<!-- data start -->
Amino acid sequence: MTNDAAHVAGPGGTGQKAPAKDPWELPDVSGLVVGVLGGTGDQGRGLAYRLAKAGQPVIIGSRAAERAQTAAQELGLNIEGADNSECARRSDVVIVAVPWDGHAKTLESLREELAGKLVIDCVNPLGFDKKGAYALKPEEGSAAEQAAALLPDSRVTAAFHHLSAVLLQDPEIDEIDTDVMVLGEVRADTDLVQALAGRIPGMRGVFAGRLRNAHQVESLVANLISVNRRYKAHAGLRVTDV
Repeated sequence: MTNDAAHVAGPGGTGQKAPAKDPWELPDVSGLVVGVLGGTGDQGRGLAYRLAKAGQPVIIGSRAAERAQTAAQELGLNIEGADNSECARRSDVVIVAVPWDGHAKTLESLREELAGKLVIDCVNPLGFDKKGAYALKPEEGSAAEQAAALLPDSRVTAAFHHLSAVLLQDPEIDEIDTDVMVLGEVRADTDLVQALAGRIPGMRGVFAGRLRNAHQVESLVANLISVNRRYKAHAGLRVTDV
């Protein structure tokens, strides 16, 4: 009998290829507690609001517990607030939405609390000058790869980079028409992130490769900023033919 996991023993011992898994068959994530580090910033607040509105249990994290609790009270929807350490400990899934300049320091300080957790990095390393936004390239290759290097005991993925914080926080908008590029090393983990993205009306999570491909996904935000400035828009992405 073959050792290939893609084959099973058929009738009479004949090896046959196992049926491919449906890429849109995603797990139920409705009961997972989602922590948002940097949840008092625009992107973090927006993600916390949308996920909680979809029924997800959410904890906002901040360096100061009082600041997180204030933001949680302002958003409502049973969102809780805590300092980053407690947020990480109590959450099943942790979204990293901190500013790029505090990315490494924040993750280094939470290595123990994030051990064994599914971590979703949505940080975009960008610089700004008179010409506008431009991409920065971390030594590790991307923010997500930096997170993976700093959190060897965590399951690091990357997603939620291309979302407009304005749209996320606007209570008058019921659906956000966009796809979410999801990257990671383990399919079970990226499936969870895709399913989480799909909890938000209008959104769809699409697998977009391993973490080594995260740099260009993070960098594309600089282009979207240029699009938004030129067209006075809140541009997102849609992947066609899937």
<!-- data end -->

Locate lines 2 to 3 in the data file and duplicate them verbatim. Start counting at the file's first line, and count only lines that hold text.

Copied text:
Repeated sequence: MTNDAAHVAGPGGTGQKAPAKDPWELPDVSGLVVGVLGGTGDQGRGLAYRLAKAGQPVIIGSRAAERAQTAAQELGLNIEGADNSECARRSDVVIVAVPWDGHAKTLESLREELAGKLVIDCVNPLGFDKKGAYALKPEEGSAAEQAAALLPDSRVTAAFHHLSAVLLQDPEIDEIDTDVMVLGEVRADTDLVQALAGRIPGMRGVFAGRLRNAHQVESLVANLISVNRRYKAHAGLRVTDV
């Protein structure tokens, strides 16, 4: 009998290829507690609001517990607030939405609390000058790869980079028409992130490769900023033919 996991023993011992898994068959994530580090910033607040509105249990994290609790009270929807350490400990899934300049320091300080957790990095390393936004390239290759290097005991993925914080926080908008590029090393983990993205009306999570491909996904935000400035828009992405 073959050792290939893609084959099973058929009738009479004949090896046959196992049926491919449906890429849109995603797990139920409705009961997972989602922590948002940097949840008092625009992107973090927006993600916390949308996920909680979809029924997800959410904890906002901040360096100061009082600041997180204030933001949680302002958003409502049973969102809780805590300092980053407690947020990480109590959450099943942790979204990293901190500013790029505090990315490494924040993750280094939470290595123990994030051990064994599914971590979703949505940080975009960008610089700004008179010409506008431009991409920065971390030594590790991307923010997500930096997170993976700093959190060897965590399951690091990357997603939620291309979302407009304005749209996320606007209570008058019921659906956000966009796809979410999801990257990671383990399919079970990226499936969870895709399913989480799909909890938000209008959104769809699409697998977009391993973490080594995260740099260009993070960098594309600089282009979207240029699009938004030129067209006075809140541009997102849609992947066609899937």